"OOh, fire........................Oh shit it's across the street!"
We took off for the truck, I had it cranked up before dispatch toned out any stations yet (whoohoo). We pulled out of the station and as we crossed the intersection, we were able to see the smoke and glow from the fire.
As we pulled up to the house, it was burning the fuck up...there's no other way to explain it really. So, I'll let this blurry picture do the talking for me. The houses on either side were major exposure issues as well, the one to the left was already catching fire.
I shifted the truck to pump mode, turned on the generator, and hopped out. I pulled about half of the 200' crosslay (preconnected attack line) onto my shoulder and took it as far into the yard as I could. I ran back to the truck and finished pulling the rest off and then ran to the pump panel and charged the crosslay. I pulled the other crosslay and set it near the house to the left, thinking it would be perfect for the exposure once we got more units onscene. I didn't charge that crosslay yet though.
Back at the truck, and as more units are arriving, I pulled and passed off one of the 2 1/2" attack lines, and hooked the end to a discharge (those lines aren't preconnected). I knew I'd have to wait until I had water from the hydrant (positive water supply) to charge that line. About this time, I also ran out of tank water. We carry 500 gallons and the person riding tailboard had been dumping the water on the fire (pointless) instead of protecting the exposures (what we're supposed to do).
I notified command (guy in charge) that I was out of water as I was throttling down the pump (I had throttled it up to put more pressure on the crosslay). Another driver was working on my water supply and I made sure my truck was ready for water. I *think* this was about the time I took the picture above. I also set up my command light, it's a huge bank of lights on top of the truck.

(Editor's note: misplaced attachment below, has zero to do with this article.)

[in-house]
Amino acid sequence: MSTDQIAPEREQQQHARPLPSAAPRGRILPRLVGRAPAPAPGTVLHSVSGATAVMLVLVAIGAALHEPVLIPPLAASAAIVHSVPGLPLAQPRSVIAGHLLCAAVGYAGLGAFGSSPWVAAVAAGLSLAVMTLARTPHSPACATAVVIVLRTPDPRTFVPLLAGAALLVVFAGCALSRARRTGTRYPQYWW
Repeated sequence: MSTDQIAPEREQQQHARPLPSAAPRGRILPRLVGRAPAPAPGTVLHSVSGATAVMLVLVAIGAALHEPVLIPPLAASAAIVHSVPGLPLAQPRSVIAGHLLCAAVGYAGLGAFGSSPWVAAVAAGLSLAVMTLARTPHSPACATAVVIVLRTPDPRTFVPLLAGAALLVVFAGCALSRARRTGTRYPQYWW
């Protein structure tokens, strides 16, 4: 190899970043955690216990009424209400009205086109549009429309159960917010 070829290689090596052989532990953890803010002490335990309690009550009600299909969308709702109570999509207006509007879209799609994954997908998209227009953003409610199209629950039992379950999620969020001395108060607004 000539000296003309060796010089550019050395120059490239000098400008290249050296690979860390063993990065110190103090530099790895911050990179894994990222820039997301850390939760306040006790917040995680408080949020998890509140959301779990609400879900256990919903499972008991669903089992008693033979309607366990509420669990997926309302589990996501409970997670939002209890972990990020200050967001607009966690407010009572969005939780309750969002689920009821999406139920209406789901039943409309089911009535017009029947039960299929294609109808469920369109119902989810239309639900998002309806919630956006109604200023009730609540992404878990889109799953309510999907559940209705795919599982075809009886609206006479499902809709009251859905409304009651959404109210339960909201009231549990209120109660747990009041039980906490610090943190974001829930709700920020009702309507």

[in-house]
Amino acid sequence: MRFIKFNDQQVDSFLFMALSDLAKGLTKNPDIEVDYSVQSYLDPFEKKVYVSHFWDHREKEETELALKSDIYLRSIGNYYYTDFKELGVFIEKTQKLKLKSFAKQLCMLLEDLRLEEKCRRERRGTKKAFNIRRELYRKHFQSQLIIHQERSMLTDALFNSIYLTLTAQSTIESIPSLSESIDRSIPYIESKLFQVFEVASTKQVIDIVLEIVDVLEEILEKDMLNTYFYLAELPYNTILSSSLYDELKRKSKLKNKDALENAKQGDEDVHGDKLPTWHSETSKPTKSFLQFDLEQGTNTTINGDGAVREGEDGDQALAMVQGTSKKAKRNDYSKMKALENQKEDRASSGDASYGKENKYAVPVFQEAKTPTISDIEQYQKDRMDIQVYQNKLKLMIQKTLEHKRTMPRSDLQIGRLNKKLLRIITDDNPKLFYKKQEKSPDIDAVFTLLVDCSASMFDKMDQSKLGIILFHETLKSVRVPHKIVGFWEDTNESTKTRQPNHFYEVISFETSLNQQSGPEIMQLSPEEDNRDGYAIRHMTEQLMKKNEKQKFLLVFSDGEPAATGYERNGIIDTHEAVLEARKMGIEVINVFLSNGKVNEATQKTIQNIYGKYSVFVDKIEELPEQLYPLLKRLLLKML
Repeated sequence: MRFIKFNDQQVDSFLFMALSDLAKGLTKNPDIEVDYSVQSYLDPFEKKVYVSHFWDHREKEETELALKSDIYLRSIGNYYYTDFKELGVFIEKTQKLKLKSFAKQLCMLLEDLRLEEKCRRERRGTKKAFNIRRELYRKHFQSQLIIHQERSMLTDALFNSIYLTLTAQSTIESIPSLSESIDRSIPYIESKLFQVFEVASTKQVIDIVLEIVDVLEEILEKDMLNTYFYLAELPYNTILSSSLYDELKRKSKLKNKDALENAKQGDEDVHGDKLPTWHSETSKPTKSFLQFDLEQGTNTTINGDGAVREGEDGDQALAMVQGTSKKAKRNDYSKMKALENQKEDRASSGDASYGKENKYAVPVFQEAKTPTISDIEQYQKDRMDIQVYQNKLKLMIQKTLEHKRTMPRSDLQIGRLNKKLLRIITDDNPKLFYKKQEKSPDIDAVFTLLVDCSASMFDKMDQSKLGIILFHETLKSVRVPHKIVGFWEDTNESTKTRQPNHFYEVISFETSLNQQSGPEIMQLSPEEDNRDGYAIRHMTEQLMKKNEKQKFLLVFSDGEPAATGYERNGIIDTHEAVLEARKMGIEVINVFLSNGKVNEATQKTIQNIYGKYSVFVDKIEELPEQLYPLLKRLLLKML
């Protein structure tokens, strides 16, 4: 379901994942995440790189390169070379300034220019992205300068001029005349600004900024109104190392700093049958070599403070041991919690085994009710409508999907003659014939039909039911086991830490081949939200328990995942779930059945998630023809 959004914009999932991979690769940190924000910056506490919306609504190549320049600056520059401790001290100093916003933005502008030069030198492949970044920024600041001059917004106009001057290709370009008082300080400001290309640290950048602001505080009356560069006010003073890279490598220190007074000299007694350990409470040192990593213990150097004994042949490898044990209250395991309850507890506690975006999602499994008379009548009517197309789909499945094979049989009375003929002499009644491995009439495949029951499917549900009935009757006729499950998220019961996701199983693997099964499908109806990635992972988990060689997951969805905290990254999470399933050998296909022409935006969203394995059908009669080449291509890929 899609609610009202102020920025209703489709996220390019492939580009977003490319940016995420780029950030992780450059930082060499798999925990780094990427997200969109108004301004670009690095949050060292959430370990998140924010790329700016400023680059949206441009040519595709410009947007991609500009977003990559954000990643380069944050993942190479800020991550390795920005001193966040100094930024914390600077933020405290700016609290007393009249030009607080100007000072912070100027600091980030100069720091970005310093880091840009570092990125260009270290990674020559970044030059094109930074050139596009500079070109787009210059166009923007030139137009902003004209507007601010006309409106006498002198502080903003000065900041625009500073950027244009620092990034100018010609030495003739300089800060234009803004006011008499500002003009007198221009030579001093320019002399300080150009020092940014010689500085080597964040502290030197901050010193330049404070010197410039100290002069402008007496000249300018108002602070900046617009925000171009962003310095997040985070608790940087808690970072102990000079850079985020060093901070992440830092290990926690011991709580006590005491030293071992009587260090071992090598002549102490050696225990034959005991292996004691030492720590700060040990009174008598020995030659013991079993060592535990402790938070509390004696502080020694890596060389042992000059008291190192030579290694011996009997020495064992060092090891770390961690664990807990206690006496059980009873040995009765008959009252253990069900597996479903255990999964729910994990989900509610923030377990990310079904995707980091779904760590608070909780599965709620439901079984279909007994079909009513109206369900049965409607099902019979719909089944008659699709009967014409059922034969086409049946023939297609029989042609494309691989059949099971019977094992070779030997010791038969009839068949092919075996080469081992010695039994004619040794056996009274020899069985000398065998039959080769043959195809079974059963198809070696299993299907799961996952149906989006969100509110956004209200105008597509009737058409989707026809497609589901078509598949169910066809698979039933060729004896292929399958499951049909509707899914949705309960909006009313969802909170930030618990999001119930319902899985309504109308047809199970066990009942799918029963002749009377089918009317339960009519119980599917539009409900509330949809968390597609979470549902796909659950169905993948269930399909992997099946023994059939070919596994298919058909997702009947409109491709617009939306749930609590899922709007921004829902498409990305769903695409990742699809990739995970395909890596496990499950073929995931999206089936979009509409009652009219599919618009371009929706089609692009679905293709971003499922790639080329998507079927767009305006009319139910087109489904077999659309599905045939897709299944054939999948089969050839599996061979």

There was a major misunderstanding, aka, rookie that didn't know what to do, when it was time to charge the supply line...so getting the supply charged took a few minutes. I also didn't help that command was running his mouth on radio and wouldn't shut up so we could call the rookie at the hydrant and tell him to charge it.
FINALLY got water into my truck and charged the 2 1/2" line. Someone pulled the other 2 1/2" and I tried to charge it, but quickly realized there wasn't enough water from the hydrant, so I had to shut that line back down. The captain who wanted the other line yelled for me to charge it again, I told him I couldn't and why, then keyed up my radio and advised all units onscene that there was extremely low pressure off the hydrant. It's the nice and formal way to say "don't ask me for any more water, this is all I've got!" Of course, I immediately had 4 guys at my pump panel trying to troubleshoot what I was doing wrong. I was doing everything right, there just wasn't any pressure to be had. They left me alone and a crew was detailed to walk the supply line and make sure it wasn't kinked (kinks can drastically reduce the pressure). It didn't make any difference. I continued doing what I'd been doing, giving them as much as I could without cavitating my truck (cavitation is trying to put out more water than you're taking in).
Now, it's been 21 minutes since we were dispatched. It seems like a very short amount of time when you're there, but looking back as I'm writing this, it seems not a lot got done.
Really, about this time is when I ran out of things to do. I've been told that the first 20 minutes are crazy for the driver, and it was right-on. Nobody was allowed to go inside the structure until most of the fire had been knocked down, so there weren't any SCBA bottles to swap out. The driver that had helped with water supply had been getting water bottles or gatorade for the crews working as soon as the air truck got there. There wasn't really anything for me to do, so I just continued monitoring my pump panel and watching the scene.
Side Note** I just realized I never posted this, I initiallywrote about it in a different journal, but completely forgot to copy it over to this one.